Senator Wyden Introduces Middle-Income Housing Tax Credit and First-Time Homebuyer Tax Credit Bills
On August 22, Senate Finance Committee Ranking Member Ron Wyden (D-OR) introduced the Middle Income Housing Tax Credit Act of 2018, S. 3365, which would create a new state-administered tax credit, modeled after the Low Income Housing Tax Credit (Housing Credit), to stimulate the development of rental housing for middle-income households earning up to 100 percent of area median gross income (AMGI). Senator Wyden introduced similar legislation in 2016.
The new legislation would create a 15-year tax credit for 50 percent of the present value of qualifying costs, with a minimum Credit rate of 5 percent. As they do under the Housing Credit, the bill would require allocating agencies to provide no more Credit authority to a property than would be necessary for its financial feasibility. The bill would provide each state an allocation of $1 per capita in 2019 with a $1.14 million small-state minimum, with indexing for inflation each year thereafter. In each year, the state’s middle income Housing Credit ceiling would be increased by 5 percent, with the additional 5 percent reserved for rural areas. Like the Housing Credit program, the bill would require a 15-year compliance period and an additional 15-year extended use period.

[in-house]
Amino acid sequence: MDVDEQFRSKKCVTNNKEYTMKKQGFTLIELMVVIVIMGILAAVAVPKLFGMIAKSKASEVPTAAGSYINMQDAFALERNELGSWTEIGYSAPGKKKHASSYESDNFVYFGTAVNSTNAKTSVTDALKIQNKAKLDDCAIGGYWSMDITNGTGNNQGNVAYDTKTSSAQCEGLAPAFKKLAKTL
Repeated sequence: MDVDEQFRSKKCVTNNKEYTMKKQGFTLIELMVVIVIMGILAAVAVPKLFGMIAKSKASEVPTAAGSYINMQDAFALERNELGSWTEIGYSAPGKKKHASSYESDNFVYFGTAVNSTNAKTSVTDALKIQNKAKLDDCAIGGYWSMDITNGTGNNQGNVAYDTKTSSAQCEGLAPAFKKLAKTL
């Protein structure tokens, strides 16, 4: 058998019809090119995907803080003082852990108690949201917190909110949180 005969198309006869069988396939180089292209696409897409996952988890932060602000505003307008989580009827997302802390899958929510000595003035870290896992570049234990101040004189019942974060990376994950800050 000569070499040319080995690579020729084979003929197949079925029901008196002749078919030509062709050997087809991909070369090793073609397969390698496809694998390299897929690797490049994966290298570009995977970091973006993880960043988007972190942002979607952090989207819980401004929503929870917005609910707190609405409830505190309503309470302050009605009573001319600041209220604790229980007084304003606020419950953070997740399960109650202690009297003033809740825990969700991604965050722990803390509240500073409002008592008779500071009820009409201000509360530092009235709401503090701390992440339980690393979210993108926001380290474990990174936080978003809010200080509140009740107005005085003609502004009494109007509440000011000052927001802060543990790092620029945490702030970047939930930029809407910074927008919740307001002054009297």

If the Housing Credit allocating agencies does not use all of its middle income Housing Credit authority in any given year, the excess authority would be added to the state’s low income Housing Credit ceiling for the following year. The bill also contains a Sense of the Senate resolution encouraging Congress to pass the remaining unenacted provisions of the Affordable Housing Credit Improvement Act.
Wyden also introduced on August 22 the First-Time Homebuyer Credit Act of 2018, S. 3364, which would create a refundable first-time homebuyer tax credit equal to 2.5 percent of the home purchase price up a maximum of $10,000. The credit would phase out for homes selling for $600,000 to $700,000. The credit would also phase out for individual taxpayers with incomes between $80,000 and $100,000 and joint taxpayers with incomes between $160,000 and $180,000.
Senator Wyden’s press release on the bills notes, “My bills aim to remodel housing policy by targeting improvements to help American families struggling to pay soaring rents and trying to save for a down payment on their first home.” Wyden’s office also released summaries of the Middle Income Housing Tax Credit Act and the First-Time Homebuyer Act.